DAMASCUS, SYRIA (12:00 PM) – British Foreign Secretary Boris Johnson has stated that the United Kingdom has no intention of supporting the rebuilding of Syria as long as Syrian president Bashar al-Assad remains in power.
The former mayor of London made the remarks during a meeting with nations that supported anti-Assad forces during the Syrian Civil War, in the fringe of a United Nations General Assembly meeting in New York on Monday. Johnson even stated that not only would the UK refuse any development aid for the reconstruction of Syria after the end of the war, but so would any of the other states that sided with Syrian rebels in past. This would include the United States, France, Saudi Arabia and Turkey, all of whom had representatives in the meeting that Johnson spoke to.
“We believe that the only way forward is to get a political process going and to make it clear to the Iranians, Russians and Assad regime that we, the like-minded group, will not support the reconstruction of Syria until there is such a political process and that means, as Resolution 2254 says, to a transition away from Assad,” Johnson said.
Interestingly, the UN Resolution 2254 that was voted into effect in 2015, makes no mention whatsoever of the removal of Assad from power, contrary to what Boris Johnson seemed to imply.
Johnson’s statement seems to contradict earlier statements by representatives from other former anti-Assad states. US Acting Assistant Secretary of State for Near Eastern Affairs David Satterfield earlier stated that “there has got to be a political process if there is to be any international participation in the reconstruction of Syria,” seemingly supporting the Russian mediated peace negotiations going on in Astana currently.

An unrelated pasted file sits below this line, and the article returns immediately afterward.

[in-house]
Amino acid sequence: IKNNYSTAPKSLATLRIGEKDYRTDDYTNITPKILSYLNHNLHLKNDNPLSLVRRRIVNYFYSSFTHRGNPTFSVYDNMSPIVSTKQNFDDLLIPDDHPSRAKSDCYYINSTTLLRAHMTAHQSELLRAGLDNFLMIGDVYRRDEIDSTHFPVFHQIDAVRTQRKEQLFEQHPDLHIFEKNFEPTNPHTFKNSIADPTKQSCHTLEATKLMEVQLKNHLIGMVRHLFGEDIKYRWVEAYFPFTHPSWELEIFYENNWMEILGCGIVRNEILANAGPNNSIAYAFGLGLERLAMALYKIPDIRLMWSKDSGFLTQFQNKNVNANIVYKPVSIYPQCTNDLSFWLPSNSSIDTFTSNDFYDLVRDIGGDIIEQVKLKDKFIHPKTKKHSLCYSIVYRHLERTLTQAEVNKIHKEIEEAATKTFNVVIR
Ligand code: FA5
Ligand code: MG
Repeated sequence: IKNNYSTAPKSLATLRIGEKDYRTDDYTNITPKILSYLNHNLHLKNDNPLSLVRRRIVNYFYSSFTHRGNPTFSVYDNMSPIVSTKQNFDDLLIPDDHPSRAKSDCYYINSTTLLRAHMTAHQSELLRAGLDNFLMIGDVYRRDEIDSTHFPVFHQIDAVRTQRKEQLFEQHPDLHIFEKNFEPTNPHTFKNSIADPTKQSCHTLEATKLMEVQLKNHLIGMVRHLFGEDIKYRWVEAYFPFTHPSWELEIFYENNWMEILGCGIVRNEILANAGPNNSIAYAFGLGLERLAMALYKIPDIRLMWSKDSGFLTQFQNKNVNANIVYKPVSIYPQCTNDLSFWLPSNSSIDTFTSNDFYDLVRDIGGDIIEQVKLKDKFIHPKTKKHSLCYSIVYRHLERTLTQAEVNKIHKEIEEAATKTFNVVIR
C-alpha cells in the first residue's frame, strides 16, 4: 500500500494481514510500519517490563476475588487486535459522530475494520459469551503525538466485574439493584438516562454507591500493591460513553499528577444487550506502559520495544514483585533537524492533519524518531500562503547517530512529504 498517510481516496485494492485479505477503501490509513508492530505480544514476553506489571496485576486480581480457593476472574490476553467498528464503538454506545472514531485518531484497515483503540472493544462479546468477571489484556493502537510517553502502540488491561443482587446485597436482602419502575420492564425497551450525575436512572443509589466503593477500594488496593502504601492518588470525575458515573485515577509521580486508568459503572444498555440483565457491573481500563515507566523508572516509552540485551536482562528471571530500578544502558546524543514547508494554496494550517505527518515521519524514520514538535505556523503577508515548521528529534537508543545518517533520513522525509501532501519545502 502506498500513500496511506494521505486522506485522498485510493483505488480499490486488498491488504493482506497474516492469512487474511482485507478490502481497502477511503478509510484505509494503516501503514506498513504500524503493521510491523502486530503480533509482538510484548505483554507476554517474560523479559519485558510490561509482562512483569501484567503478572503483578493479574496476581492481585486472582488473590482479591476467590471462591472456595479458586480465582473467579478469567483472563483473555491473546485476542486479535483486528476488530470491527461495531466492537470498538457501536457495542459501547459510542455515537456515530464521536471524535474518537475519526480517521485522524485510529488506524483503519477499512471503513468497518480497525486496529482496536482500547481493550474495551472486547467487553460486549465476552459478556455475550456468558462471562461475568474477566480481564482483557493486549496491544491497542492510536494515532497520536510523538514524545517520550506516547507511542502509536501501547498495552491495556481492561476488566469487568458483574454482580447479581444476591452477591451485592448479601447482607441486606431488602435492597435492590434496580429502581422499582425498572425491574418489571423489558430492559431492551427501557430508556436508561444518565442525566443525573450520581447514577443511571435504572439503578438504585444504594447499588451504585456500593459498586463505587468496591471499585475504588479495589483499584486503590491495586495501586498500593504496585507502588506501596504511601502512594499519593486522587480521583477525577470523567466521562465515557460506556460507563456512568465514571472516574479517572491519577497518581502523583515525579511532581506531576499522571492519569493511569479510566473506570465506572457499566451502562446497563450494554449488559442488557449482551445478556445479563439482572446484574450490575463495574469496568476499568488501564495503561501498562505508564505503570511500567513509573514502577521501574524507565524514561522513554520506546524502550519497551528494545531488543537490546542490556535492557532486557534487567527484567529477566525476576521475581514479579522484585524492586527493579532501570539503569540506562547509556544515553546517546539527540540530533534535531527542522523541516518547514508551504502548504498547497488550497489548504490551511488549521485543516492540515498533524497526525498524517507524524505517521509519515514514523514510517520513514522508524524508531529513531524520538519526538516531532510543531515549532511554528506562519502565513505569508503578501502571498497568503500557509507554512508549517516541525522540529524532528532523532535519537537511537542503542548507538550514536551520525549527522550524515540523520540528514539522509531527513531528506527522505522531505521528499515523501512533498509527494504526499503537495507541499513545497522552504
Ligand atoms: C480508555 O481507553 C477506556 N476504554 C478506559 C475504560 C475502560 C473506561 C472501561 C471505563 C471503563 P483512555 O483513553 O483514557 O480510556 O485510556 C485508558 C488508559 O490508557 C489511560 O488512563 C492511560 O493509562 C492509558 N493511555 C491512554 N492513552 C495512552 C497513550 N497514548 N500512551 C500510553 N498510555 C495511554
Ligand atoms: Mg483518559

Turkey, formerly one of the main backers of the moderate Syrian armed opposition, also announced the termination of its support to Syrian opposition groups in August, and has agreed to participate with Iran, Russia and the Syrian government in the establishment of de-escalation zones in Syria. Even Saudi Arabia seems to be coming back on its earlier dedication to removing Assad from power, as a recent series of talks between Saudi and Russian diplomats seems to indicate.
Syria has been embroiled in a civil war since March 2011. Anti-government rebel groups and militant organisations have reportedly received massive amounts of financial and logistical aid from several Gulf monarchies as well as Western powers seeking to remove the Assad government from power. The Syrian Civil War has claimed over 400,000 lives and displaced millions of people.
As the Syrian government has been cementing more and more victories upon several rebel and terrorist groups, a peace process was hosted by Russia, Iran and Turkey in the Kazakh capital of Astana, in which significant progress has been made in attempt to achieve a peaceful solution to the conflict.
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